Blinking Owl Distillery In Santa Ana Plans to Make Hand Sanitizer Amid Outbreak

Photograph by Ralph Palumbo

Amid the novel coronavirus pandemic and shortages of supplies in certain areas, the first distillery in Orange County plans to switch gears from crafting booze to crafting hand sanitizer.

Tasked by a government agency, pioneering owners Brian and Robin Christenson will produce a hand-cleaning solution that will be FDA-approved, abide by World Health Organization specifications, and contain alcohol, glycerin, and hydrogen peroxide.

“We are working out the details now, but we are expecting for them to purchase a huge order,” Robin Christenson said. “And the idea would be for them to distribute to those who need it most: homeless, hospital workers, police, etc.”

About 7,000 2-ounce bottles are expected to be ordered, and production will begin soon. The sanitizer will include Blinking Owl’s signature whimsical branding.

Health officials have implored communities to increase hand-washing and sanitization efforts to slow the spread of a virus that causes COVID-19, a viral infection marked by its attack on lung function. Sanitizers containing alcohol are believed effective, especially in working situations where hand-washing with soap and water isn’t always possible.

“Even if the government agency backs out, we have big suppliers who need it and have asked to buy hand sanitizer from us,” said Christenson. “So that’s where we are. We never would have thought that we would be making hand sanitizer, but we are very happy that we can make something that’s so very needed right now and just to keep moving forward.”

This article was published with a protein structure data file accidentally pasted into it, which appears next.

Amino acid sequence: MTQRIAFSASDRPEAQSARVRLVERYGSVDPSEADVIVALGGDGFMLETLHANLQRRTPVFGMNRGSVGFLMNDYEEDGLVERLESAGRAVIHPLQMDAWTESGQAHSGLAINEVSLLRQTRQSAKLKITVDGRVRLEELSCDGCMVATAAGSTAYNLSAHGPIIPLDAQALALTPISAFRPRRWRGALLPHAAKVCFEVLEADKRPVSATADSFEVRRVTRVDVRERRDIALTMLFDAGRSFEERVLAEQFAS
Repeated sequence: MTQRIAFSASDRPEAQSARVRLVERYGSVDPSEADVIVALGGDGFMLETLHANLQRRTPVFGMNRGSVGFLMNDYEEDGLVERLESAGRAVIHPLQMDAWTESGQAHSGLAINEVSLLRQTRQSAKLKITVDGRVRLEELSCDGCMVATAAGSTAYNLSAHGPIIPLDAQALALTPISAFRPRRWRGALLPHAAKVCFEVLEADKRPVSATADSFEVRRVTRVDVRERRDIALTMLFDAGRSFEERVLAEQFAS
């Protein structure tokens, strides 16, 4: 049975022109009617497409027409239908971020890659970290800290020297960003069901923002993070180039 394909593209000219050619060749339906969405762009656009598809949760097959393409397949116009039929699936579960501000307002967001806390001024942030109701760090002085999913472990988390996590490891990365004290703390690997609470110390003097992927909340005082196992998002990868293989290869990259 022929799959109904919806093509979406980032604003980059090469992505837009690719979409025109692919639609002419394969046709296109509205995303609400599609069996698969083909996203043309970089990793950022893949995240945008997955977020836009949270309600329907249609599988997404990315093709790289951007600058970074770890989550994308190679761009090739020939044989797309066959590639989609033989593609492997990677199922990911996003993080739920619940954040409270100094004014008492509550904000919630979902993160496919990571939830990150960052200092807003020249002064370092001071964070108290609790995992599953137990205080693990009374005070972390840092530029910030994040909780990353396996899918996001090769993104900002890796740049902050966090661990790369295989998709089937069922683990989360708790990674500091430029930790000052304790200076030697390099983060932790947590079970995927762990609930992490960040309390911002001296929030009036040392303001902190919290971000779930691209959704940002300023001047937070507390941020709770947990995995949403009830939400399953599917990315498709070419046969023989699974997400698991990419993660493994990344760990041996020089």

In accordance with the Orange County public health order, the distillery closed Tuesday and halted direct bottle sales.

“Bottle sales were through the roof last Friday and Saturday,” said Christenson. “The ironic thing is our restaurant plans were submitted to health right before the O.C. mandate came out. We do still hope to emerge from this with a restaurant.”

The Christensons are self-proclaimed “experts” at being shut down and coming up with creative ways to stay afloat. Late last year, the distillery’s tasting room was shut down by state alcohol officials for violating the 1.5-ounce serving limit.

“We just want to survive,” said Christenson. “It’s so crazy to think that this is our second shutdown in less than three months. But we know what to expect, better than most, we think. We feel for everyone going through this right now. We did furlough all of our bar staff this week.”

You can still purchase bottles from local retailers.

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